Herpesviruses are major human pathogens that cause life-long persistent infections with clinical manifestations that range from a mild cold sore, to lymphoma and angiogenic cancer. Like other pathogens, they have a remarkable ability to usurp the host cell machinery for their propagation and spread. Our goal is to identify and characterize the important players to better understand the underlining mechanisms. To this end, we have generated an EBV protein array to systematically evaluate the targets of the EBV protein kinase, BGLF4. The array experiments identified multiple proteins involved in EBV lytic DNA replication and virus packaging and assembly as previously unrecognized substrates for BGLF4. These findings illustrate the broad role played by these protein kinases during lytic infection. An unexpected discovery was the identification of EBNA1 as a substrate and binding partner of BGLF4. EBNA1 is essential for replication and maintenance of the episomal EBV genome during latency. In functional assays, we showed that BGLF4 was recruited by EBNA1 to the EBV latency origin of replication, oriP, and inhibited oriP-dependent DNA replication/maintenance. Experiments using a kinase null BGLF4 mutant revealed that the kinase activity of BGLF4 was required for this inhibition. Recent therapeutics have focused on developing nucleoside analogs and lytic inhibitors (e.g. ganciclovir and maribavir) to limit herpesvirus replication but these agents do not affect latently infected cells. Our data raise the possibility that EBV genomes can be eliminated from latently infected cells by BGLF4 induction, thus providing a novel therapeutic strategy for EBV associated malignancies.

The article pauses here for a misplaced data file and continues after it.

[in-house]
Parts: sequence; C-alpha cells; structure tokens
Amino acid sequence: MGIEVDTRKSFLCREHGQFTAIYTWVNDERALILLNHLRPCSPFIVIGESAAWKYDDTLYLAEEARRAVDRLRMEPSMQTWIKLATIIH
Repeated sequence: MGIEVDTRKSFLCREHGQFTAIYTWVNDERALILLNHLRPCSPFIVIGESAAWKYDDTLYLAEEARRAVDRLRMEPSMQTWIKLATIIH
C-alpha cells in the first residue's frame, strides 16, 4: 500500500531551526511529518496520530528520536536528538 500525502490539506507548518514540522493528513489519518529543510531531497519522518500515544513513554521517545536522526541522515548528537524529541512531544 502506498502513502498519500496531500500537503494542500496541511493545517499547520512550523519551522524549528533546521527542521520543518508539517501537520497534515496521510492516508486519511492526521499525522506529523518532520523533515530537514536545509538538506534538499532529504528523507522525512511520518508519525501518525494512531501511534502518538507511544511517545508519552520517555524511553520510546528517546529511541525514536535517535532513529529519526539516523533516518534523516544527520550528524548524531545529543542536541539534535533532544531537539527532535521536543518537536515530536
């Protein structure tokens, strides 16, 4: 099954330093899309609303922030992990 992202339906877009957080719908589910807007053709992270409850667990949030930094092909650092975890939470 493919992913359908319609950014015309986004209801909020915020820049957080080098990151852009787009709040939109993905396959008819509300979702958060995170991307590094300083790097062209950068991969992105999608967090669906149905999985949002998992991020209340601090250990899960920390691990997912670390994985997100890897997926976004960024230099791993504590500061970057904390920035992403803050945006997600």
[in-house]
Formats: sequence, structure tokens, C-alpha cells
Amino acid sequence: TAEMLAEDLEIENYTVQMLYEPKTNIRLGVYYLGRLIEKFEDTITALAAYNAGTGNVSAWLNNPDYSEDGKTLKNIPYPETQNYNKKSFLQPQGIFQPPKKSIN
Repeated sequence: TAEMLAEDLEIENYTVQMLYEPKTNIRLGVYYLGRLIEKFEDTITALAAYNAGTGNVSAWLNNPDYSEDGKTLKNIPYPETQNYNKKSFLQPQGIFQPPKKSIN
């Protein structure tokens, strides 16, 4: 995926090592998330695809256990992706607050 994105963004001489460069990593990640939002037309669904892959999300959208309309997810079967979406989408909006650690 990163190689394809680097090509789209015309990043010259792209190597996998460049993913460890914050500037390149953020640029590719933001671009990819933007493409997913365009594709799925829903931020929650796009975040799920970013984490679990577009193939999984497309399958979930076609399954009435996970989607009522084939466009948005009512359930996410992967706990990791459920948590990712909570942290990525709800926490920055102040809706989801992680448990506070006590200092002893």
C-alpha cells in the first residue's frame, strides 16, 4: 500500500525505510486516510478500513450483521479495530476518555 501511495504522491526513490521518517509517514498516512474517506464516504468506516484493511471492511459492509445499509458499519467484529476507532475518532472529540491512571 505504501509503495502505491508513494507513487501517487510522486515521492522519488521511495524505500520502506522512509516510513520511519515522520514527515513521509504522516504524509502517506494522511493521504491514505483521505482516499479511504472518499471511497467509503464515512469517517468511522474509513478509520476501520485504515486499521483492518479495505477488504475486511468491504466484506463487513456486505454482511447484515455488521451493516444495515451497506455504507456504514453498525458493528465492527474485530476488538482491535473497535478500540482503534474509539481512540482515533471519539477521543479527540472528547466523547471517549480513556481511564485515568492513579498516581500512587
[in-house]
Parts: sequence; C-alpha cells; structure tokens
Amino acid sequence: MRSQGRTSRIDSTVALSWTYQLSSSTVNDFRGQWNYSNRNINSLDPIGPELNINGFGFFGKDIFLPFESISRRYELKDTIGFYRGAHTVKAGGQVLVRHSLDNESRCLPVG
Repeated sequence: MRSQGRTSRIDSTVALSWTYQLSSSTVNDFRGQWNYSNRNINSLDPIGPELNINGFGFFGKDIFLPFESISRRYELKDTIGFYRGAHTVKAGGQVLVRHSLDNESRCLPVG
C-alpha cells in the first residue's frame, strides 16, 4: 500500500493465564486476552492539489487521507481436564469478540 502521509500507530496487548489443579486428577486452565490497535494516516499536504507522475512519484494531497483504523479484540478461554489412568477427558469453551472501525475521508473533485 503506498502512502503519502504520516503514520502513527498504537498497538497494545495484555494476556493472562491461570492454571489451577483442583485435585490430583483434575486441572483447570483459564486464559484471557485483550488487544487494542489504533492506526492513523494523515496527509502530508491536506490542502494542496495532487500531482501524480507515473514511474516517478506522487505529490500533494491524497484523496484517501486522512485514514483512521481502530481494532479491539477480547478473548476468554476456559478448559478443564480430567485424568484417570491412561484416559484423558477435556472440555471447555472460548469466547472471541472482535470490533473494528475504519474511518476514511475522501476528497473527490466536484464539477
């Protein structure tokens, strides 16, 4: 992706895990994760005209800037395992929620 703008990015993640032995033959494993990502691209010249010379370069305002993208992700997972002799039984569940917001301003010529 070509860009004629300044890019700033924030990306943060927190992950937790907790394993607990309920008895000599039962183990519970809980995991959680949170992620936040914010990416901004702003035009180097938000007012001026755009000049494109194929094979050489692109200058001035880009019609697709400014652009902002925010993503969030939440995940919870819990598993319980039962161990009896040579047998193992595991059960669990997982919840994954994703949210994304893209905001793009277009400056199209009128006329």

- Song Q, Liu G, Hu S, Zhang Y, Tao Y, Han Y, Zeng H, Huang W, Li F, Chen P, Zhu J, Hu C, Zhang S, Li Y, Zhu H*, Wu L. Novel Autoimmune Hepatitis-Specific Autoantigens Identified Using Protein Microarray Technology. J Proteome Res 2010; 9(1):30-9. Pub Med Reference
- Hu S, Xie Z, Onishi A, Yu X, Jiang L, Lin J, Rho H-S, Woodard C, Wang H, Jeong J-S, Long S, He X, Wade H, Blackshaw S, Qian J, Zhu H*. Profiling the Human Protein-DNA Interactome Reveals MAPK1 as a Transcriptional Repressor of Interferon Signaling. Cell 2009; Oct 30;139(3):610-22. Pub Med Reference